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People Are Dying Because of Ignorance, not Because of Opioids https://www.scientificamerican.com/article/people-are-dying-because-of-ignorance-not-because-of-opioids/?wt.mc=SA

Ziggi Ivan Santini's insight:

Carl Hart's take on resolving the opioid crisis: 1) inform the public about the dangers of combining opioids with other drugs, 2) set up free drug purity testing sites, 3) reduce CONSIDERABLY the price of Naloxone!

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High-Risk Drinking, Alcohol Use Disorder Rises Significantly Over Past Decade

High-Risk Drinking, Alcohol Use Disorder Rises Significantly Over Past Decade | Substance Use and Addiction | Scoop.it
“Increases in all of these outcomes were greatest among women, older adults, racial/ethnic minorities, and individuals with lower educational level and family income,” Bridget F. Grant, Ph.D., of the National Institute on Alcohol Abuse and Alcoholism (NIAAA) and colleagues wrote.
Ziggi Ivan Santini's insight:

Between 2001-2002 and 2012-2013, the percentage of U.S. adults who engaged in regular high-risk drinking increased by almost 30%, and the percentage of people meeting criteria for alcohol use disorder (AUD) grew by 49.4%, according to a report published today in JAMA Psychiatry.

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Even moderate drinking can damage the brain, claim researchers

Even moderate drinking can damage the brain, claim researchers | Substance Use and Addiction | Scoop.it

Drinking even moderate amounts of alcohol can damage the brain and impair cognitive function over time, researchers have claimed. While heavy drinking has previously been linked to memory problems and dementia, previous studies have suggested low levels of drinking could help protect the brain. But the new study pushes back against the notion of such benefits.  “We knew that drinking heavily for long periods of time was bad for brain health, but we didn’t know at these levels,” said Anya Topiwala, a clinical lecturer in old age psychiatry at the University of Oxford and co-author of the research.

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Moderate alcohol consumption can impair cognitive function, says study, countering suggestions that low levels of drinking can help protect the brain

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Where you live may impact how much you drink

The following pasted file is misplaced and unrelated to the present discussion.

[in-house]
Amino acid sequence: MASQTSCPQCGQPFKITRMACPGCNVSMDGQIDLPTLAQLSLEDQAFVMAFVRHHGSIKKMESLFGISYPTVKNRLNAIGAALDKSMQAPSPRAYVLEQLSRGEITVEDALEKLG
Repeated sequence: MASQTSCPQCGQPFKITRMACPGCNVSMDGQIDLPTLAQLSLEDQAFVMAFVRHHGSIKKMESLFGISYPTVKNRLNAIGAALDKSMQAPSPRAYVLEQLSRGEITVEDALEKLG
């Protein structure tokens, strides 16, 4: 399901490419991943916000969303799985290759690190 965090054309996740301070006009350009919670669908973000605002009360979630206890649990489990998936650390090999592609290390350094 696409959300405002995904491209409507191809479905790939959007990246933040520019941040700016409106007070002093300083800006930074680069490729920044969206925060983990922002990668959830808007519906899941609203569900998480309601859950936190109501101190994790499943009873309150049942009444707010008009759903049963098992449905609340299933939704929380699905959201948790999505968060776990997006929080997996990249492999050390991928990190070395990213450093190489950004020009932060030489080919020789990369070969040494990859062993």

Where you live may impact how much you drink | Substance Use and Addiction | Scoop.it
Neighborhoods with greater poverty and disorganization may play a greater role in problem drinking than the availability of bars and stores that sell hard liquor, a University of Washington-led study has found.
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Socioeconomics are more powerful environmental factors in predicting problem drinking than access to psychoactive substances.

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Social smokers' risk for high blood pressure and cholesterol is identical to regular users, study finds

Social smokers' risk for high blood pressure and cholesterol is identical to regular users, study finds | Substance Use and Addiction | Scoop.it

This large, nationally representative study is the first to look at blood pressure and cholesterol in social smokers. More than 10 percent of 39,555 people surveyed said they were social smokers, meaning they didn't smoke every day. That's on top of the 17 percent who called themselves current smokers. Among current and social smokers (after researchers adjusted for differences in factors including demographics and obesity), about 75 percent had high blood pressure and roughly 54 percent had high cholesterol. "Not smoking at all is the best way to go. Even smoking in a social situation is detrimental to your cardiovascular health," said lead author Kate Gawlik, assistant professor of clinical nursing at The Ohio State University.